Barrett Jackson is one of the top collector car gatherings held each year. Now in its 43rd year, the 2014 auction set records for the sale of high-dollar sales of blue chip vehicles. This year, 1,399 cars sold and gross sales were $113 million. The five-day event is held at WestWorld located north of Phoenix in the city of Scottsdale.
WestWorld is a premier equestrian center as well as the site for the annual Barrett Jackson auction. Craig Jackson, Chairman and CEO of Barrett-Jackson relayed; “We sold some great cars for charity, attendance exceeded 300,000 and the celebrity turnout was great. Scottsdale 2014 witnessed an increase in the value of Americana cars as well as the general strengthening of the value of the cars we sold.” Corvettes represented 9-percent of the cars sold or 124 cars. The lowest selling Corvette was lot #15, a Dark Red Metallic 1987 C4, and it sold for $6,325 on Tuesday. The highest selling price for a Corvette was lot #5035 that sold for $3,850,000. Lot #5035 was a Rally Red/Red interior L88 coupe with 11,800 miles on its clock. It's the only 1967 L88 delivered with this color combination. It was ordered by a GM executive and spent its early days on the drag strip. It was restored to it current condition by Naber Brothers in Houston Texas. This was the highest sales price for a Corvette at Scottsdale. It was also the highest selling price for any car sold at this year's event. These prices include all of the buyer and seller fees.
Not too far behind this amazing L88 was lot #5022 a 1969 L88 Corvette race car known as the “Rebel.” It sold for $2,860,000, which set a record for L88 race cars. The bright red racer was one of four “open chamber” L88s produced in January 1969. It was campaigned by a private racing team and amassed an amazing racing record. Corvette Repair in Valley Stream New York found this Corvette in a junkyard in 1991 and did a complete restoration. Since then the car went through two owners and went back to Corvette Repair to be freshened before the Scottsdale Auction.
Here is the breakdown of the Corvettes that sold at Scottsdale.
- Twenty-seven C1s sold and the lowest was lot #959, a Regal Turquoise 283/245hp 1958 four-speed that brought $50,000. The highest was lot #5035 a 9,260 mile 1953 Corvette from the Miller family collection that sold for $660,000.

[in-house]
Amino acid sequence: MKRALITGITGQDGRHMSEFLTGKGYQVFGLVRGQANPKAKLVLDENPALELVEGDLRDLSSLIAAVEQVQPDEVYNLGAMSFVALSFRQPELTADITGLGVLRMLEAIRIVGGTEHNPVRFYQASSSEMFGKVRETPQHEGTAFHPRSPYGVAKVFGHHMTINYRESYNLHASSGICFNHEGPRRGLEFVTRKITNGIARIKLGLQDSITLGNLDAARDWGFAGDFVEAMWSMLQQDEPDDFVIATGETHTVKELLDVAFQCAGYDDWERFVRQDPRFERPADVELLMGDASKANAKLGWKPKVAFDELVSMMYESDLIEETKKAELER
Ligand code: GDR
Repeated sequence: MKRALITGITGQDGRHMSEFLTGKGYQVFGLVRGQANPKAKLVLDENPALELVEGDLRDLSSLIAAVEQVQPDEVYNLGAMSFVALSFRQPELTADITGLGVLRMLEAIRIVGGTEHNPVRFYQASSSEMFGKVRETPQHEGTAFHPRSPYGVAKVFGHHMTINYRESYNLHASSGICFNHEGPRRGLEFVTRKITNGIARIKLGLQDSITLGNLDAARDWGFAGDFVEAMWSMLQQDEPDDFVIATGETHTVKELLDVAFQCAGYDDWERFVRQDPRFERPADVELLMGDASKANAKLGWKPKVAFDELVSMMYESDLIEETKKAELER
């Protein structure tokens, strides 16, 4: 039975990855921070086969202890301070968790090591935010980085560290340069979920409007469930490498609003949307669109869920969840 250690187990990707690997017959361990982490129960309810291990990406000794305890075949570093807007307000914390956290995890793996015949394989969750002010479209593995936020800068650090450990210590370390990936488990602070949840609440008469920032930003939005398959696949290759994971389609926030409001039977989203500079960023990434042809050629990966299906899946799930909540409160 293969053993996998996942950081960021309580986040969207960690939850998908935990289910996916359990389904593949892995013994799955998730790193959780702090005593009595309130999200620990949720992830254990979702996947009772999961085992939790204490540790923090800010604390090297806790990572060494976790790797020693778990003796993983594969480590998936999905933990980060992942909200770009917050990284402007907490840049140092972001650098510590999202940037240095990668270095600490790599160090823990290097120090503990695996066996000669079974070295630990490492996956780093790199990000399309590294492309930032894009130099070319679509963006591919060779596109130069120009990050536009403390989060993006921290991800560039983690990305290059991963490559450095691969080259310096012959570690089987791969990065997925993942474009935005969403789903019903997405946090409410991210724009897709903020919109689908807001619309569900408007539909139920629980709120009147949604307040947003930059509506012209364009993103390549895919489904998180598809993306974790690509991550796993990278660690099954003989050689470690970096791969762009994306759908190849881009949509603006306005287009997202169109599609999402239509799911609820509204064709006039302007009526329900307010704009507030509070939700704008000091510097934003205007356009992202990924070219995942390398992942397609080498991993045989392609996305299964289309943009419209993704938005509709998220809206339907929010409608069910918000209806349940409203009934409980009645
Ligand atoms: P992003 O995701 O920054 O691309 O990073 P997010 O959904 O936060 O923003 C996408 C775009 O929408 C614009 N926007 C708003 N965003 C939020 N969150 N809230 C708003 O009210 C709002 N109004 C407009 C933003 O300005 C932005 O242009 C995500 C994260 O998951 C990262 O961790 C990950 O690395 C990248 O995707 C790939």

- Fifty-three C2s sold and the lowest was lot #530, a 1966 327/300hp four-speed coupe that sold for $41,800. However, one C2 did sell for a lower price ($24,200), but it did not look like a Corvette. The highest price went to lot #5035 which we mentioned above and sold for $3,850,000.
- Twenty-nine C3s sold and two tied for the lowest price. Lot #337 was a two-tone beige/dark red 1981 four-speed that sold for $14,300, and lot #409 a white 1974 coupe that also sold for $14,300. The highest was lot #5022 the 1969 Rebel race car that sold for $2,860,000.
- Nine C4s sold and the lowest was lot #15, a 1987 that brought $6,325. The highest was lot #948, a 5,000-mile 1996 Grand Sport six-speed that sold for $39,600.
- Three C5s sold and all were re-bodied to look like classic Corvettes. The lowest was lot #1158, a 2001 convertible with 1967 styling. It sold for $58,300. The highest was lot #933.1, a re-bodied 2004 convertible with 1962 styling that sold for $95,700.
- Three C6s sold and the lowest was a tie for lot #1101.1, a 2008 pace car for $55,000 and lot #1657, a low-mileage 2006 Z06 owned by Kyle Bush that sold for $55,000.
- Nine Resto Mod Corvettes changed owners they retain their stock bodies but are fitted with new frames, suspensions, and drivetrains. Two shared the lowest bids of $110,000. Lot #1089 was a 1960 black convertible and the second was lot #1277, a silver 1965 convertible. The highest price went to lot #1345, a Hendrick built 1967 black convertible that sold for $224,000.
These Corvettes all sold inside a new permanent 1-million square foot auction facility. The building connects to a series of large tents that span almost one mile under cover. A wide variety of Automobilia was displayed inside these tents. This included artist painting, tailors fitting men and women's suits, performance products, airplanes, furniture, and hundreds of cars waiting to be inspected by potential buyers. The event was filled with food courts and even an antique Merry-Go-Around that was a no sale. A special area was set aside for Salon cars, roped off to protect these high-dollar cars. In addition, all of the major manufacturers and tuners were present and had impressive displays. The event spilled outside and covered a large parking lot with vendors and auction staging areas.
Steve Davis, President of Barrett-Jackson, said, “I am proud to say that once again the Barrett-Jackson team came through for charity including a total of 1 million dollars benefiting the Armed Forces Foundation, a cause very close to my heart.” The opening night gala raised $160,000 in proceeds benefiting the Carol M. Baldwin Breast Cancer Research Fund. Barrett-Jackson continues to work with the auto industry and motorsports to raise money for local and national charities. Fourteen unique cars were offered for charity and raised more than $4.4 million. It was a good week for Corvette with two of our favorite sports cars capturing the event's highest selling prices. For the Corvette enthusiast, Barrett Jackson is a must visit destination.